The University of Pennsylvania joined with 18 other colleges and universities on Oct. 4 to file an amicus brief in the United States Supreme Court in support of an ongoing lawsuit over the Trump administration’s attempt to rescind the Obama-era Deferred Action for Childhood Arrivals (DACA) program.
The brief was filed in support of the respondents in the 2017 case, Department of Homeland Security v. Regents of the University of California, arguing that ending DACA violates the Administrative Procedure Act and the Fifth Amendment.
The amici jointly state that the purpose of the brief is “to inform the Court about their experiences with the DACA students on their campuses and to warn of the consequences—to the students, amici, and the country—of rescinding DACA.”
In the brief, Penn and the other schools point to the shared mission of the amici institutions to “educate extraordinary students from diverse backgrounds and prepare them for leadership, active citizenship, and achievement in every field of human endeavor.”
Ending DACA, the brief warns, “would force future scholars, innovators, and leaders to choose between withdrawing to the margins of our society and national economy or returning to countries that they have never called home.” The brief further states that, “Whatever they choose, their gifts and education will be lost to this nation.”
In support of their stance, the brief shares several accounts of the accomplishments of DACA students at amici institutions. Included is the story of a President’s Innovation Prize winner, “Alfredo Muniz, who arrived with his parents in Houston, Texas when he was only a year old and went on to earn a full scholarship to attend the University of Pennsylvania, from which he graduated in 2016 with undergraduate and graduate degrees in mechanical engineering and robotics.”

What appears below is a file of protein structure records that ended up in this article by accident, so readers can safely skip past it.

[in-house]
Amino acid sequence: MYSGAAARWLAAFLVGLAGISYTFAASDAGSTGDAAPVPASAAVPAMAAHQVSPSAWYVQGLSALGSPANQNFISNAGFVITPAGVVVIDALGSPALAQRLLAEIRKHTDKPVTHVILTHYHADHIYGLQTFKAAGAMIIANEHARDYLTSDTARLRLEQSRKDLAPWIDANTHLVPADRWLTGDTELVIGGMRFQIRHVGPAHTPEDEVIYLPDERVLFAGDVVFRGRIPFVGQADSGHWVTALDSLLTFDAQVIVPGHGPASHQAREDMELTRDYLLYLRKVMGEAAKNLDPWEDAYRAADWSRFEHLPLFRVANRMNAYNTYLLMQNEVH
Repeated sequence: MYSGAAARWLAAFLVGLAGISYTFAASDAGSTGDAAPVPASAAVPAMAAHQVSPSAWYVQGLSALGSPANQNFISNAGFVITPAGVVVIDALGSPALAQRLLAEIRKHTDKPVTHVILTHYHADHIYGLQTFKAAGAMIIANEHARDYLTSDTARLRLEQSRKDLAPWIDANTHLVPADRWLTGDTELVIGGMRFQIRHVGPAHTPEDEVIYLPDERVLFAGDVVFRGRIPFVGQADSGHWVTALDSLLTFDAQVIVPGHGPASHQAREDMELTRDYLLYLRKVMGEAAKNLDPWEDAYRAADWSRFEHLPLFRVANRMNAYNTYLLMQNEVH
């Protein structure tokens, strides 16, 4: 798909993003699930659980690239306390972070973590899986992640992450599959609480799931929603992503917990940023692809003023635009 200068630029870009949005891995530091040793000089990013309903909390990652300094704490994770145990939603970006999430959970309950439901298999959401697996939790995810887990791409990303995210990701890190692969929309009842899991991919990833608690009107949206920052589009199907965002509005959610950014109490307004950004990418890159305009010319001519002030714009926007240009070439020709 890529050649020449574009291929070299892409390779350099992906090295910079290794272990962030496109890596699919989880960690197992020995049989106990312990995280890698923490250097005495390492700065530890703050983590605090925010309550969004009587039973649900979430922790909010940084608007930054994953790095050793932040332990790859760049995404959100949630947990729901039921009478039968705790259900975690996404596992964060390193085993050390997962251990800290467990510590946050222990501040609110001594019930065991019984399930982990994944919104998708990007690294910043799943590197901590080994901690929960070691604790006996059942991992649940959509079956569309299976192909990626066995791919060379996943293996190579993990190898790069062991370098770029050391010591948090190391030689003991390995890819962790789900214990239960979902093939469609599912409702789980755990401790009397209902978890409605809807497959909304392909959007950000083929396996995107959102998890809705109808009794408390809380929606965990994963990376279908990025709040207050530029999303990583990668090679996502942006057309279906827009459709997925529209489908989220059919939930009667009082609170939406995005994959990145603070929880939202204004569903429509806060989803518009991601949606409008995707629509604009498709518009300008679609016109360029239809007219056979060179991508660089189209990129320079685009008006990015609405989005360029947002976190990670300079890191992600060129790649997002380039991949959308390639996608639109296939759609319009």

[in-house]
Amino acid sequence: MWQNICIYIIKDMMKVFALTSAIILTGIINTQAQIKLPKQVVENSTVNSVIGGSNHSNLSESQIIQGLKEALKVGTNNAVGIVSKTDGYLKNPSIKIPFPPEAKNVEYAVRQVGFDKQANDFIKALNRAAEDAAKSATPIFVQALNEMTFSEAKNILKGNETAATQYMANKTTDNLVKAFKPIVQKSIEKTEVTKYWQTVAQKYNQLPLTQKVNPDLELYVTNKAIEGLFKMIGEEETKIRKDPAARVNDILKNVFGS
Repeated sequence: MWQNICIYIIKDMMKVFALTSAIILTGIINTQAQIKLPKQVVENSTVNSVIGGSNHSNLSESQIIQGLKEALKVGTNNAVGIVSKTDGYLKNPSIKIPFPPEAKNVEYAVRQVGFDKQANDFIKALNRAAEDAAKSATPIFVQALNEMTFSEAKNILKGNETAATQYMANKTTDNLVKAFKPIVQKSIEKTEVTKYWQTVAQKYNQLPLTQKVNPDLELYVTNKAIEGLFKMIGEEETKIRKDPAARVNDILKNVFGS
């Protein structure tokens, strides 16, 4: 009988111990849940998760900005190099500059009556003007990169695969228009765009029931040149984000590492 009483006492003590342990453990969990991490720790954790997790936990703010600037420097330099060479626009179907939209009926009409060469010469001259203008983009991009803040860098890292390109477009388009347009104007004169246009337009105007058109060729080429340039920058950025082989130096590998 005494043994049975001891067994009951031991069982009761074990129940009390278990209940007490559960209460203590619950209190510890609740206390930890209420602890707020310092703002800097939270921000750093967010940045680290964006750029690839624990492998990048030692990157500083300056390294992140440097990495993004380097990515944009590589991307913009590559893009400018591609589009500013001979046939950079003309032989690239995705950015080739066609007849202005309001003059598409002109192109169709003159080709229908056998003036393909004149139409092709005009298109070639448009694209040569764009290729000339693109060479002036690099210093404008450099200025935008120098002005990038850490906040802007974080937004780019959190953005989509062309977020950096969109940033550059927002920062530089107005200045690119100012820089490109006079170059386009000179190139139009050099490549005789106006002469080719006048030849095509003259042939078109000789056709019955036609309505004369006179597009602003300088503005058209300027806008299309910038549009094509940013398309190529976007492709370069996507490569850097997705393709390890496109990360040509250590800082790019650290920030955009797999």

The account continues, “While at Penn, Alfredo and a classmate developed XEED, a sensor-based system that collects and transmits data about limb movement in individuals with Parkinson’s disease. Healthcare professionals and patients can use this information to better assess the disease’s progress and the effectiveness of treatment.” The brief further notes that Muniz’ project XEED has the potential to help hundreds of thousands of patients around the world.
Thursday’s brief points to Muniz’ story and others noting, “DACA students are American in everything except immigration status,” and warns that “rescinding DACA would deprive the nation of invaluable resources.”
Penn has long supported federal protections for its undocumented students.
Following the repeal of DACA in September 2017, Penn President Amy Gutmann urged Congress “to act promptly to pass bipartisan legislation to permanently protect the Dreamers.” She wrote in the Almanac, “We know the Dreamers to be gifted and successful students who have grown up in our communities, attended our schools, and who are poised to make vital contributions to our nation’s economic strength, creativity, and global competitiveness.”
Thursday’s amicus brief echoes the sentiment stating that ending the DACA program “would send a clear message to the more than one million undocumented children in the United States that the trails amici’s students and alumni have blazed lead nowhere and are not worth following. That message is antithetical to the commitment to equal opportunity on which this country was founded.”
The other schools joining Penn in signing the amicus brief are Brown University, the California Institute of Technology, Columbia University, Cornell University, Dartmouth College, Duke University, Emory University, Georgetown University, George Washington University, Harvard University, Massachusetts Institute of Technology, New York University, Northwestern University, Stanford University, the University of Chicago, Vanderbilt University, Washington University in St. Louis, and Yale University.